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Modern Day Constantines

Don’t you just love to hate the bad guy in a movie, especially when he has absolute imperial power, like President Snow in the Hunger Games? If you’ve seen the movies, or read the books, you know he is the tyrannical dictator of Panem. He rules over and oppresses the Capitol and all the districts with absolute power, using military might to achieve his agenda. It’s hard to watch. Throughout the series you hope this evil ruler gets his and the good guys win. But what about when the good guys have absolute power? What if the good guys are Christians, but their power yields negative long-term results for the church? Almost like the church finally gets its hands on that big, powerful gun, and then shoots itself in the foot with it. Those aren’t what-ifs; it actually happened.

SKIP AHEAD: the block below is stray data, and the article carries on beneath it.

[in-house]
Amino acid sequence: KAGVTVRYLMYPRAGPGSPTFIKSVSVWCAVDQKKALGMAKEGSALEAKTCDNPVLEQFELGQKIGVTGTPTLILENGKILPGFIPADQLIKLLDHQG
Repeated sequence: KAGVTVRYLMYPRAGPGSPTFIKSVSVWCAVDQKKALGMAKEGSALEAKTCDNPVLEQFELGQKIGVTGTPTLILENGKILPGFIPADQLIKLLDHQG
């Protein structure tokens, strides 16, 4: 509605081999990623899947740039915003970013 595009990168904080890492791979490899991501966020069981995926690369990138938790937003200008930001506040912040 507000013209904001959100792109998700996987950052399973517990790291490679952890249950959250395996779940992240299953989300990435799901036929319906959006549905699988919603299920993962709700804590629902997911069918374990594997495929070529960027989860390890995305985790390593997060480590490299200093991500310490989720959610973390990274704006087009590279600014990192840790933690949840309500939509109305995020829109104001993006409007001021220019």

We’ve Got the Power

After nearly 300 years of Christian persecution, often at the hands of the Roman Emperors, in 312 A.D. the Roman Emperor Constantine supposedly converted to Christianity and openly favored it. No longer did Christians need to fear persecution and death at the hands of imperial power. They were the imperial power. Seemingly instantaneously the power of the church increased politically, socially, and even militarily, as Constantine claimed military victory in the name of Christ.

“The problem is many Christians today still think like little Constantines.”

But whatever political, social, or military gains made, there were lasting negative effects on the church from this power infusion. One still felt today is the blurring of the kingdom of God and the church into one. In other words, the expansion of the church’s political, social, and military power was equated with the expansion of the kingdom of God. The problem is many Christians today still think like little Constantines.

What Is the Kingdom of God?

“What,” you say. “Are you kidding? Evangelicals universally reject the idea of military power in the name of Christ. We would never do that.” Amen. I hope we never would. But some of those same people are blurring the kingdom and church into one through social endeavors. What does that mean and why is that wrong? Answering that requires understanding how Scripture refers to the kingdom of God, which is threefold—universal, Messianic, and spiritual.